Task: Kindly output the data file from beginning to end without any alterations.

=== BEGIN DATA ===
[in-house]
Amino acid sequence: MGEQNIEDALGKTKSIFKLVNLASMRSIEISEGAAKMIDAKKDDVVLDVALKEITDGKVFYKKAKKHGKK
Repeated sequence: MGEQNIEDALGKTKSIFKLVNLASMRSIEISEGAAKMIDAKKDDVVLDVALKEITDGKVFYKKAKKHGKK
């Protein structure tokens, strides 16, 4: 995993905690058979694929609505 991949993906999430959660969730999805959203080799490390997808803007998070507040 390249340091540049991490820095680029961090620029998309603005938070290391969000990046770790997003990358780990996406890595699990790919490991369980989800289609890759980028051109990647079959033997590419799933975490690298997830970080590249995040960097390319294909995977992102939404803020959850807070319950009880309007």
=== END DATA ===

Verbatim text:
[in-house]
Amino acid sequence: MGEQNIEDALGKTKSIFKLVNLASMRSIEISEGAAKMIDAKKDDVVLDVALKEITDGKVFYKKAKKHGKK
Repeated sequence: MGEQNIEDALGKTKSIFKLVNLASMRSIEISEGAAKMIDAKKDDVVLDVALKEITDGKVFYKKAKKHGKK
């Protein structure tokens, strides 16, 4: 995993905690058979694929609505 991949993906999430959660969730999805959203080799490390997808803007998070507040 390249340091540049991490820095680029961090620029998309603005938070290391969000990046770790997003990358780990996406890595699990790919490991369980989800289609890759980028051109990647079959033997590419799933975490690298997830970080590249995040960097390319294909995977992102939404803020959850807070319950009880309007």